Duties of owner or manager

Part of Fire Safety Bill – in a Public Bill Committee at 3:45 pm on 25th June 2020.

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Photo of Kit Malthouse Kit Malthouse The Minister of State, Home Department 3:45 pm, 25th June 2020

As the hon. Member for Croydon Central has pointed out, the Prime Minister has accepted the outcome of the Grenfell inquiry. However, Sir Martin Moore-Bick’s report stated that his recommendation should command the support of those with experience of the matters to which they relate. That means that we need to make sure that everyone is on board with the proposals as we take them forward.

Our intention is to enact the proposals, subject to the views of the consultation, under article 24, which specifically requires the Secretary of State to

“consult with such persons or bodies of persons as appear to him to be appropriate.”

Once again I acknowledge the impatience of the hon. Lady and everyone else in the Committee to get on with it, and get the Grenfell inquiry measures in place, but there are stages that we need to go through to make sure that we get the measures right and to ensure that the changes made to building safety will be cultural as well as legislative and structural. That is an issue that became clear during my time as Housing Minister. The entire sector has to acknowledge its moral and legal duties for the safety of those in its care, whether that is in the design, building, management or maintenance of properties. That means we need to make sure everyone is bought in.

On new clause 9, I do not dispute the need to ensure that resources and enforcement activity are targeted, but I dispute the need for legislation to do so. Fire and rescue authorities are in the business of managing risk and are accountable for how they do so. The fire and rescue national framework for England requires fire and rescue authorities to have a locally determined risk-based inspection programme in place, for enforcing compliance with the order. It sets out the expectation that FRAs will target their resources on those individuals or households at greatest risk from fire in the home and on those non-domestic premises where the life safety risk is greatest. In parallel, the regulators’ code states that all regulators should base their regulatory activities on risk, take an evidence-based approach to determine the priority risks in their area of responsibility, and allocate resources where they would be most effective in addressing those priority risks.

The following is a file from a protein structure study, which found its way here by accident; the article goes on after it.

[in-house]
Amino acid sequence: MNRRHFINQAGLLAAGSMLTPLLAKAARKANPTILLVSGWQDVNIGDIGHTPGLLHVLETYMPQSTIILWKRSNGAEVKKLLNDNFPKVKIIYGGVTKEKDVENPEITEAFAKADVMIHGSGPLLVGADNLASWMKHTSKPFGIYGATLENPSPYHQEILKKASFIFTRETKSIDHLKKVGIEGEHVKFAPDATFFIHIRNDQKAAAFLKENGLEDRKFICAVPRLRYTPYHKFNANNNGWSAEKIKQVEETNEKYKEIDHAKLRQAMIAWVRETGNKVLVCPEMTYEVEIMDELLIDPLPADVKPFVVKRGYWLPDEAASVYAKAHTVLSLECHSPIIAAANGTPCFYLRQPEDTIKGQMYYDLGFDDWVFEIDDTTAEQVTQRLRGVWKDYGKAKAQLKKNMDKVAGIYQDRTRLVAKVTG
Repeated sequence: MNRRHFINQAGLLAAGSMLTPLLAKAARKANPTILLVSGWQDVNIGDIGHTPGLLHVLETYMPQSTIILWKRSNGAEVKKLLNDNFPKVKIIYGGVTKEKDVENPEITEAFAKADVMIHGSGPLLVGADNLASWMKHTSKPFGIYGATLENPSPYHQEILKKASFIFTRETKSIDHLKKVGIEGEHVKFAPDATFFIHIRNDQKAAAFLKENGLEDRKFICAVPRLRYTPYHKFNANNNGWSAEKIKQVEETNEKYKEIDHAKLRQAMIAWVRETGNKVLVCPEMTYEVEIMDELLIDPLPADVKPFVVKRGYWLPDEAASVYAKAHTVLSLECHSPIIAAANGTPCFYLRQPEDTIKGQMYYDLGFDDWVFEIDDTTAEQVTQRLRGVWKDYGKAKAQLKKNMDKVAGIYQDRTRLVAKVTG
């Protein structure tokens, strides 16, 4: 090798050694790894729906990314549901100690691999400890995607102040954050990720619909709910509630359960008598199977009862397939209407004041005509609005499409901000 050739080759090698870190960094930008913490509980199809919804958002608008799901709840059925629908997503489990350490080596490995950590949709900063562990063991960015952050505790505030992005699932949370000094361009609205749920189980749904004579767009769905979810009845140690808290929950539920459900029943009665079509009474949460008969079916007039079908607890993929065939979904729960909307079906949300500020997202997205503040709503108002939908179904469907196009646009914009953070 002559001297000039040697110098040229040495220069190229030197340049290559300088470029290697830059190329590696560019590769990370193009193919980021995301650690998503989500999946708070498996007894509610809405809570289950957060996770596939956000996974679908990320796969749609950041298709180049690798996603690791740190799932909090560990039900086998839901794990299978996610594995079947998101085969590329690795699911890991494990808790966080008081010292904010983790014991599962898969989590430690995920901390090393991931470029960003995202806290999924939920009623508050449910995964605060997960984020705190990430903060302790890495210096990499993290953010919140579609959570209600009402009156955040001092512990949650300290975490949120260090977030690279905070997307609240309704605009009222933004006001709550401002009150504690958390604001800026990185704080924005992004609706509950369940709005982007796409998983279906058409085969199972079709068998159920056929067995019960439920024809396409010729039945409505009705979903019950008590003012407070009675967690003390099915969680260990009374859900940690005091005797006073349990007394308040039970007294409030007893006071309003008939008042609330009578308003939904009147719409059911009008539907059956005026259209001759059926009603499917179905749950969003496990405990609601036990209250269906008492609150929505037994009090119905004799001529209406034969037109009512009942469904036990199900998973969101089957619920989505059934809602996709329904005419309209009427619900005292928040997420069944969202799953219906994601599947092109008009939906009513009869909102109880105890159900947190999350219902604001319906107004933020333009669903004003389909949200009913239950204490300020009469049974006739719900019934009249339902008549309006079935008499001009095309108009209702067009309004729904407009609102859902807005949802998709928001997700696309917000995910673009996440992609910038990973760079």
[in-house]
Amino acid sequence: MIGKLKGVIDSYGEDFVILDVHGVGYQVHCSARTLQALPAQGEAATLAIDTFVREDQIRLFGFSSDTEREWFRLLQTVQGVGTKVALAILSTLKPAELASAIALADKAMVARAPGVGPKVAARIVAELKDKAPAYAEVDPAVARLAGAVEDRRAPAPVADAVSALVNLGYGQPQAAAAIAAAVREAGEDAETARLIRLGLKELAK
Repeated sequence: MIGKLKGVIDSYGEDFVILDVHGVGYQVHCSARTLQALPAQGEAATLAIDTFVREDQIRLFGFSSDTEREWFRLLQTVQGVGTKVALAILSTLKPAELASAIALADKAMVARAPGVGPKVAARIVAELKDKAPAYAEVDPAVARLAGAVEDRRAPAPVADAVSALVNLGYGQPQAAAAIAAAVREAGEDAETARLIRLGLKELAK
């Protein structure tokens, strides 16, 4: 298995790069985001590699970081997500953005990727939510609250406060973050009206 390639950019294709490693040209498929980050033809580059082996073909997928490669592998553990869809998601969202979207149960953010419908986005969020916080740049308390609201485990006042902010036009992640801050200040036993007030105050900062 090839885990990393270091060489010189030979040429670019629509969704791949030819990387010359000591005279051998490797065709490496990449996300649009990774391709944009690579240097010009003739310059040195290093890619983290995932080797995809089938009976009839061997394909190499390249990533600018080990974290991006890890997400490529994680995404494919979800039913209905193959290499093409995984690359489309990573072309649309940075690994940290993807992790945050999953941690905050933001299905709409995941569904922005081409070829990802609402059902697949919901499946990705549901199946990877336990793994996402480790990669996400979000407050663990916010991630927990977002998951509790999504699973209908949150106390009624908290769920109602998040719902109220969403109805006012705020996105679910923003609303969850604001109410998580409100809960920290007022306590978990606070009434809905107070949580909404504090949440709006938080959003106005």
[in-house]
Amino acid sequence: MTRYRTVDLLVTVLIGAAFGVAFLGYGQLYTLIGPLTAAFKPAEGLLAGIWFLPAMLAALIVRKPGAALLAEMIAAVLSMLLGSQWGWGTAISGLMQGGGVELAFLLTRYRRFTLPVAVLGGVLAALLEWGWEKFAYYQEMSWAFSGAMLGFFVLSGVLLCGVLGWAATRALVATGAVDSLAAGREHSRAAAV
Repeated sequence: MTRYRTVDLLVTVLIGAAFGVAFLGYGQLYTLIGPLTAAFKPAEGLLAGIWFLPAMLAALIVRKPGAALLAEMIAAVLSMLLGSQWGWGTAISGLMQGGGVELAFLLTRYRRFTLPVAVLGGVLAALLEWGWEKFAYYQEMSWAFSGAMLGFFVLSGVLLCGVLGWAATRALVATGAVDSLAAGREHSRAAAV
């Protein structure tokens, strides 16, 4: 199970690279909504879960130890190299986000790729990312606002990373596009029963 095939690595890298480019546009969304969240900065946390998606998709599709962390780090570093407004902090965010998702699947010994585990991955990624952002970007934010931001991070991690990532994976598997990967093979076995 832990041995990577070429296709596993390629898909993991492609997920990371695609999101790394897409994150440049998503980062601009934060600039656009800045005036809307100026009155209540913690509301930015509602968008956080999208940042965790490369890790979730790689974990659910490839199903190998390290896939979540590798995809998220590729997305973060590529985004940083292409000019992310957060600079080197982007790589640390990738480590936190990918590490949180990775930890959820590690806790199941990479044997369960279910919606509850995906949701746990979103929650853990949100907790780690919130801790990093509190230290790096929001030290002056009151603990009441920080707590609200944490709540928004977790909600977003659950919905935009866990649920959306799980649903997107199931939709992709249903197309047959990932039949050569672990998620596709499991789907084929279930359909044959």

We acknowledge the vital work that local FRAs do and the NFCC has done, and will continue to do, to ensure that building owners are taking all necessary steps to make sure that those living in high-rise buildings are safe and feel safe to remain in their homes.

The building risk review programme, which will see all high-rise residential buildings reviewed or inspected by fire and rescue authorities by the end of 2021, is a key part of this work. The programme will enable building fire risks to be reviewed and data to be collected to ensure that local resources are targeted at those buildings most at risk. It will also provide reassurance to residents that the risks in their buildings have been assessed and appropriate action has been taken.

We have provided £10 million of funding to support the work—not only to facilitate the review of all buildings, but to support the strengthening of the NFCC central strategic function to drive improvements in fire protection. This is in addition to a further £10-million grant to support the bolstering of fire protection capacity and capability within local fire and rescue services. The funding has been allocated based on the proportion of higher-risk buildings, further demonstrating the need to target resources at the risk.

In summary, the Government’s position is that adequate arrangements are in place to ensure that enforcement authorities target their resources appropriately and are accountable for their decisions without the need to make it a statutory requirement. I ask that the new clause be withdrawn.